the authors and do not necessarily reflect the views of UK Essays.

  • Trishila Malhotra

Geography 2 Species Report: Western Lowland Gorilla

1. Classification

The Western Lowland Gorilla (Gorilla gorilla gorilla)[1] is a subspecies of the western gorilla. It inhabits dense rainforests and swamplands in many parts of Central Africa.[2]

Taxonomic Classification for Western Lowland Gorillas[3]

Domain Eukaryote
Kingdom Animalia
Phylum Chordata
Class Mammalia
Order Primates
Family Hominidae
Genus Gorilla
Species gorilla
Subspecies gorilla

2. Modern Geographic Distribution

Western Lowland Gorillas are found in Cameroon, the Central African Republic, the Democratic Republic of Congo and Equatorial Guinea and in some parts of Gabon and the Republic of Congo. [4]

The map on the right [5] depicts the natural distribution of the Western Lowland Gorilla. As is evident from it, most of the gorilla’s habitat lies in the tropics and mainly consists of tropical and subtropical rainforests. [6] The map [7] on the right depicts the impact of a specific human activity, logging, on the habitat of these gorillas. It can be clearly seen that a large portion of the habitat of Western Lowland Gorillas lies in areas that have been granted logging concessions by local authorities. Timber exploitation in these areas results in various detrimental effects on the gorillas’ habitat; some of these effects are discussed in the section on human activities later in this report.

3. Habitat and Environmental Controls on Distribution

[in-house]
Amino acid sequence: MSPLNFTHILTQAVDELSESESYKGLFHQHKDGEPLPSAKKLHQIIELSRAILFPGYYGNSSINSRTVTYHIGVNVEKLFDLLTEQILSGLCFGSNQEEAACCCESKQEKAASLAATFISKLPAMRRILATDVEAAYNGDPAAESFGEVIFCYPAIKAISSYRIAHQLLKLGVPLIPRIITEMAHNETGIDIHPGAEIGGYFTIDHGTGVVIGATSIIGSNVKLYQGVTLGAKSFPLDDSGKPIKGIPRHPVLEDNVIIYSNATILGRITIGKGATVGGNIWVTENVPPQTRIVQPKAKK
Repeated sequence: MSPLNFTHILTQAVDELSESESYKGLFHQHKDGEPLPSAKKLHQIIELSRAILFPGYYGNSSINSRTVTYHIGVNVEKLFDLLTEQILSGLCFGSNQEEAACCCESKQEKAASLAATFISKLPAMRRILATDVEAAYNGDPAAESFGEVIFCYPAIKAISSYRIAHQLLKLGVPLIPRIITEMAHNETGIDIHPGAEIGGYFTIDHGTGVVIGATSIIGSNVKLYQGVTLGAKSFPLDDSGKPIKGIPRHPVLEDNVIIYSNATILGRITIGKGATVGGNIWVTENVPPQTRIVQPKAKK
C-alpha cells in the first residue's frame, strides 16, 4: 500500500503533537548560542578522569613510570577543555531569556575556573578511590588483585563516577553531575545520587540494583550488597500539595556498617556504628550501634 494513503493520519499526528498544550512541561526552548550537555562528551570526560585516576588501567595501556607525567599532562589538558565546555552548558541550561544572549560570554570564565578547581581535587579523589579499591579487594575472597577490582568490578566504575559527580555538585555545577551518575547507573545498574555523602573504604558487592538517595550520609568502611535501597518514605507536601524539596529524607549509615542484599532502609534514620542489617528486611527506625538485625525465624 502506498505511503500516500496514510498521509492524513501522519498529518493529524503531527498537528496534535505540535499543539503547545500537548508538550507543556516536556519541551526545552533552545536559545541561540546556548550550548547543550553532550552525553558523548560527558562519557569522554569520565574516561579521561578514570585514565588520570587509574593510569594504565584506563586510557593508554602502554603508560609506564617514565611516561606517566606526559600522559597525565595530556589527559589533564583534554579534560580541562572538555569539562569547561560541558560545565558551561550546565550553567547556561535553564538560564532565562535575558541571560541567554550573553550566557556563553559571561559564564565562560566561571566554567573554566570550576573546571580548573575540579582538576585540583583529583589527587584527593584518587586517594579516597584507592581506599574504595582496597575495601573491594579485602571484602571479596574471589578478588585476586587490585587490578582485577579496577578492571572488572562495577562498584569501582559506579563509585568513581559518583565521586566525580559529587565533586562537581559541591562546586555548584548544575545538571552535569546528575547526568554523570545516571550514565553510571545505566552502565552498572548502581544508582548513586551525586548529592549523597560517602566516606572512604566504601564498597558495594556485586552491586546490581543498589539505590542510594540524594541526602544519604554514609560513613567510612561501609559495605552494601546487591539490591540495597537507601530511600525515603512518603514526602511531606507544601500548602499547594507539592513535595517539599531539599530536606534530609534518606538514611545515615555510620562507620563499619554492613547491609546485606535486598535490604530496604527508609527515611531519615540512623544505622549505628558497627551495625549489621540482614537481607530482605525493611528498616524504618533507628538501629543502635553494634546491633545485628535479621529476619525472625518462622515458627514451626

As previously mentioned, the habitat of these gorillas lies in the central (equatorial) regions of Africa and is dominated by tropical rainforests. Various studies have been conducted on ecological factors that control the geographic distribution. Although not much is known about western gorilla ranging habits, [8] researchers in recent years have gathered information on this topic. One such study by Doran-Neehy et. Al mentions that, “Western gorillas (G. g. gorilla) live in tropical forests where herb densities are lower and fruit is more abundant compared to the high-altitude montane forests of mountain gorillas. Many, but not all, western gorilla habitats include localized, open clearings (‘‘bais’’) covered with year-round herbaceous vegetation, or large swamps bordering rivers. Western gorillas differ from mountain gorillas in diet and demography, in that they eat more fruit, live in groups of smaller maximum size (presumably as a result of increased feeding competition), and should potentially face higher male-mating competition when gorilla density is high and home-range overlap is great.” These researchers looked at the daily path lengths (DPLs) of the gorillas to determine their dietary habits. They assumed that western lowland gorillas had longer DPLs, as compared to mountain gorillas, because of greater frugivory (frugivores are animals that are primarily fruit-eaters) and decreased herb availability (due to the vegetation structure in their natural habitat). [9] They tested what ecological and social factors best determine DPLs. The third feature that they considered was the reason behind the use of swamps by gorillas. Their last hypothesis was that, due to greater frugivory, western lowland gorillas have greater home range sizes as “greater knowledge of resource location and spatial availability may be required for efficient frugivorous foraging”. [10]